As the world consumes more and more data, businesses increasingly require experts who know how to handle large amounts of customer information, competitor research and product performance results. They also need professional developers to build and manage their increasingly complex websites and apps. These two distinct needs have led to two exciting tech fields: data engineering and software engineering. The two sometimes overlap, but actually have different areas of expertise.
To those outside the tech world, terms like “data engineer” and “software engineer” may sound interchangeable, since both rely heavily on programming skills. Some may even assume that data engineers and software engineers do the same thing.
In reality, software engineers usually only engage in data infrastructure to a limited extent. Their primary focus is on building websites that function well for the end-user. The task of data engineers, however, is to maintain large datasets and build the structures that house them. So while each profession involves a common background of data management, software engineers and data engineers have vastly different responsibilities.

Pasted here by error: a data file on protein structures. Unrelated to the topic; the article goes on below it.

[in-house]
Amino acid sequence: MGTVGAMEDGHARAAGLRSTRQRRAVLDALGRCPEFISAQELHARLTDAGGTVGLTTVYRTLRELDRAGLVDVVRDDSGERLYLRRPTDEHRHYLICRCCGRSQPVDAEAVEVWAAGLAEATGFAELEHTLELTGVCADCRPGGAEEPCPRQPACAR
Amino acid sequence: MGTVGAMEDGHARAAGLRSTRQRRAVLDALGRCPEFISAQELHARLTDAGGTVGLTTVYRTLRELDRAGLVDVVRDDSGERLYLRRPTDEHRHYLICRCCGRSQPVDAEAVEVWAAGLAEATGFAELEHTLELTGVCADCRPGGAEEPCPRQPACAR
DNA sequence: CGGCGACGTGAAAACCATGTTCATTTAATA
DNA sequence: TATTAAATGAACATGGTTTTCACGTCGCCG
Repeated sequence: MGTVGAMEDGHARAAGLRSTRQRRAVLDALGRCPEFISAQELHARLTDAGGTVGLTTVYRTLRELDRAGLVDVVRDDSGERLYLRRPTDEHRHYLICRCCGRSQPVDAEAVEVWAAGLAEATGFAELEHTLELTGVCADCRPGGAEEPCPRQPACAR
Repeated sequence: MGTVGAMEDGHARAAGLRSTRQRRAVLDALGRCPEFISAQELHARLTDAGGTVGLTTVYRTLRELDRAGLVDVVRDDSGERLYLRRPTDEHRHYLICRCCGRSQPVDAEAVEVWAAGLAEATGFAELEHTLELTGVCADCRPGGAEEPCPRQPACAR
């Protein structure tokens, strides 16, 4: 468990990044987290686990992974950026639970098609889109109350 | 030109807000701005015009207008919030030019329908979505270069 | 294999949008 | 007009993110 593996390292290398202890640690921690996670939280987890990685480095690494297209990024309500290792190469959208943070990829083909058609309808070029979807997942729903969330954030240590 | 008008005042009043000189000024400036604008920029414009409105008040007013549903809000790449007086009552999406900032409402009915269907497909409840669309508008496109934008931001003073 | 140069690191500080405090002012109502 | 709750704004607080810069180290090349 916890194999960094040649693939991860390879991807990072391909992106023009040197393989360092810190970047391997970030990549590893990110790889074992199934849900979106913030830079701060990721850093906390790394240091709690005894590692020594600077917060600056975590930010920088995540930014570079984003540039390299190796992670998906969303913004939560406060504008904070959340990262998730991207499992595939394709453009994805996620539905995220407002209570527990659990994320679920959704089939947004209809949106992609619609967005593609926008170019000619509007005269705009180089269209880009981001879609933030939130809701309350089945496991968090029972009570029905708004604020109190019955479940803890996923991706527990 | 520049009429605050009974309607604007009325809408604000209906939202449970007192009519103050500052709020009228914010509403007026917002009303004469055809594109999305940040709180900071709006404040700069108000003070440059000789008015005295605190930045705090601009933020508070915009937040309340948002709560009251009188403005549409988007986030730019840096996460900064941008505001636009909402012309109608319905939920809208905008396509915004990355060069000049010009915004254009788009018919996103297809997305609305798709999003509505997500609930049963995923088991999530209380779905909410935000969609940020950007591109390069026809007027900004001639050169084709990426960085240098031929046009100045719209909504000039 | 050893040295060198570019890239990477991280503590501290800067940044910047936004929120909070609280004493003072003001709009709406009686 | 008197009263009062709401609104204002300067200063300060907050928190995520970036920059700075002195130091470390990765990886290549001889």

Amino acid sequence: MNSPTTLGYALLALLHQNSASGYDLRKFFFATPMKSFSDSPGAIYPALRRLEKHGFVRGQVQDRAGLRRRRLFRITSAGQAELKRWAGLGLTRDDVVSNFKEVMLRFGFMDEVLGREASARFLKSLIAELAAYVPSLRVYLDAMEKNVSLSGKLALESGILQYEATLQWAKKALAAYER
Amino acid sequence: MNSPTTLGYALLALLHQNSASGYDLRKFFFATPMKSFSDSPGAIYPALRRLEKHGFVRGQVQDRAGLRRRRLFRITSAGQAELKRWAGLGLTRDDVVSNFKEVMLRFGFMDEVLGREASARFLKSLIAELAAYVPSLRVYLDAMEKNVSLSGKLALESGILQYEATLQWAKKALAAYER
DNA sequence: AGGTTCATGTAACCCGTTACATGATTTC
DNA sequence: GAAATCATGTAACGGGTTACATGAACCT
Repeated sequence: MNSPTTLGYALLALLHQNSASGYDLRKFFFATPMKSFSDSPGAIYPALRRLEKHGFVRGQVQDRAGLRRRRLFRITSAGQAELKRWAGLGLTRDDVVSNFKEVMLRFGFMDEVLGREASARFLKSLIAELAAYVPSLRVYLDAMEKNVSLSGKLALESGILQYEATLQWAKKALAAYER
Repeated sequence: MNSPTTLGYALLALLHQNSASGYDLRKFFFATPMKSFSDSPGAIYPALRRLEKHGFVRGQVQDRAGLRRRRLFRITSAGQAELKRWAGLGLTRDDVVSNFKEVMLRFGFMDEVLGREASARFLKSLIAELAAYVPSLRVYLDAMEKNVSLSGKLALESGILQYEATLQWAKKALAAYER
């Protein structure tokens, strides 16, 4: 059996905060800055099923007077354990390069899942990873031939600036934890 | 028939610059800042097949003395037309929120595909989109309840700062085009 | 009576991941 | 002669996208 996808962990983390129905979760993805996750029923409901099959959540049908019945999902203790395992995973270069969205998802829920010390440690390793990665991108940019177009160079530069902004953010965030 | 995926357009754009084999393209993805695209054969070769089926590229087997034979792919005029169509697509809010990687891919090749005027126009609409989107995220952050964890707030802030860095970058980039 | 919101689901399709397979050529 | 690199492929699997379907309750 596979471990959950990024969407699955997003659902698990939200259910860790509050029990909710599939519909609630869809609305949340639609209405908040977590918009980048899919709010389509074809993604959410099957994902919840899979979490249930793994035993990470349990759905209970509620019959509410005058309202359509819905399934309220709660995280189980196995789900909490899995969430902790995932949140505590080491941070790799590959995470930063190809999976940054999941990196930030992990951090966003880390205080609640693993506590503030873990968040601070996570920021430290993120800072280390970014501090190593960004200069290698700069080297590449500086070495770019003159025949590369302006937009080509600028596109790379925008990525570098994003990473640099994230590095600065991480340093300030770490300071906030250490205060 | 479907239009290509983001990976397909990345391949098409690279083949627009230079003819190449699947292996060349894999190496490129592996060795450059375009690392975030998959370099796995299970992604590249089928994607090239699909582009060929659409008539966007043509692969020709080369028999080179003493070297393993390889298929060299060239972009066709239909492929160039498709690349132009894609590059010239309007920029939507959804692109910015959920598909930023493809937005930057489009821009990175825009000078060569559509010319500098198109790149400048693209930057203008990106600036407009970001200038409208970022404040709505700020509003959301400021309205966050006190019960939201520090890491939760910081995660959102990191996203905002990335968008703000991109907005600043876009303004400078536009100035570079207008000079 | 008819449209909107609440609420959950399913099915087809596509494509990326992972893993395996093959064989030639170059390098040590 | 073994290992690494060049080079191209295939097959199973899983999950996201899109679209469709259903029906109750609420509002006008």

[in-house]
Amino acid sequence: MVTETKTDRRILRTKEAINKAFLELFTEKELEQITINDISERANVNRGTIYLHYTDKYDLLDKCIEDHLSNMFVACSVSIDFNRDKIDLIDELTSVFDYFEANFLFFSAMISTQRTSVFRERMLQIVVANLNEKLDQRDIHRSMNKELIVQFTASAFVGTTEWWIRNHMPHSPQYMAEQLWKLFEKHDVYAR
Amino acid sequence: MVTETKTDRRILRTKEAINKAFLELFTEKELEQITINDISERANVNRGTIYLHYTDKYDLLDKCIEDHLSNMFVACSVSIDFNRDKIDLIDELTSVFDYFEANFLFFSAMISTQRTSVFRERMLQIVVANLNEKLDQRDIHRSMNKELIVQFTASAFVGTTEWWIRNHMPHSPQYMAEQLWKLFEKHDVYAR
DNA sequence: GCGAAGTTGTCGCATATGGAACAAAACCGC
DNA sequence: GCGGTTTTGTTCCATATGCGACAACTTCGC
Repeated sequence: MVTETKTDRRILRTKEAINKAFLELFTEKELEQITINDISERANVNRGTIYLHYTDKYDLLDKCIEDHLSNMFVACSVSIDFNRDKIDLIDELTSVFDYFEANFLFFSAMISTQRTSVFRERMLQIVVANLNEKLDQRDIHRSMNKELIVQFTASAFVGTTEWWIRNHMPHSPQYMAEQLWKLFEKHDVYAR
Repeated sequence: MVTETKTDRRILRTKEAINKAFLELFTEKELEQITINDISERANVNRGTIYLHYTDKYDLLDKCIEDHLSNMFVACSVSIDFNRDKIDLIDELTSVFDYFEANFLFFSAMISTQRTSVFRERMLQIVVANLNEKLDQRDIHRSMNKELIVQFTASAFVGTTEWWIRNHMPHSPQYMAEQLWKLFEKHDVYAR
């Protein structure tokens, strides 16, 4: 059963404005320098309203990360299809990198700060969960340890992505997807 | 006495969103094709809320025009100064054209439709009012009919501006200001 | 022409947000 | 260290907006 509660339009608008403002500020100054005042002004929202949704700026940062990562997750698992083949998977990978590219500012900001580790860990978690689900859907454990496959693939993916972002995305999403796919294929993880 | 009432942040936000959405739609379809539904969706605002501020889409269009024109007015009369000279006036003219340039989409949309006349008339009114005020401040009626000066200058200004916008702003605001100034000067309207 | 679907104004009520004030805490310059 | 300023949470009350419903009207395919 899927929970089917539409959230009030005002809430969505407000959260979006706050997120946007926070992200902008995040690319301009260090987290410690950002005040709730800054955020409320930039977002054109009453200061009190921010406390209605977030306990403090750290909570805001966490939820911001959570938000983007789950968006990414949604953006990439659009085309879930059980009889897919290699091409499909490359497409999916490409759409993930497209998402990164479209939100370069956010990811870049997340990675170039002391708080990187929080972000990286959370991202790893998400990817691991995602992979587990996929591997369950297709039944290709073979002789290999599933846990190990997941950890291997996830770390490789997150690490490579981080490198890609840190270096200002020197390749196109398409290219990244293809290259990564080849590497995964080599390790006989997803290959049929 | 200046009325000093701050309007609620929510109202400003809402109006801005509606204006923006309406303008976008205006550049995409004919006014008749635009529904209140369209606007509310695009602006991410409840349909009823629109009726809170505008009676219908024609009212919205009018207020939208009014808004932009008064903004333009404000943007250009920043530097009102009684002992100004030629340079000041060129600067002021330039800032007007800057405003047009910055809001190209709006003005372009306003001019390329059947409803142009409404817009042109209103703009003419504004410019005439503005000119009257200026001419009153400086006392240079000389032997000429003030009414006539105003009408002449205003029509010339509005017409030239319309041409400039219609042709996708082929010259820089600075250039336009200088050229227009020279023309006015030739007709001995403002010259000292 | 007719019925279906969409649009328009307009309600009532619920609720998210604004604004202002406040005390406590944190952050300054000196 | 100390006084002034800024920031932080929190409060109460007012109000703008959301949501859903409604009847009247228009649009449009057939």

Here are some of the important differences between data engineers and software engineers.
What’s the Difference between a Data Engineer and a Software Engineer?
Data engineers build systems that can store, consolidate and retrieve data that’s required for the systems and applications built by software engineers. Data engineering emerged as a specific skill from within the software engineering profession, since data engineers are trained to handle tasks independent of the tasks assigned to the software engineering department. Data engineers pull out data from stable, well-documented APIs designed to retrieve historical data from another party. Research shows that around 40% of data engineers previously worked as software engineers.
Data engineers are specialists within the field of software engineering. They are responsible for making accurate data available to end users such as executives, data scientists, or analysts, enabling them to make crucial decisions. The work of a data engineer includes distributed computing, advanced data structures, building data pipelines, and concurrent programming, to name a few. The field is dynamic and data engineers need to update their skills regularly in order to adapt to new tools such asKafka, Hadoop, Hive, and Spark, if they want to stay competitive.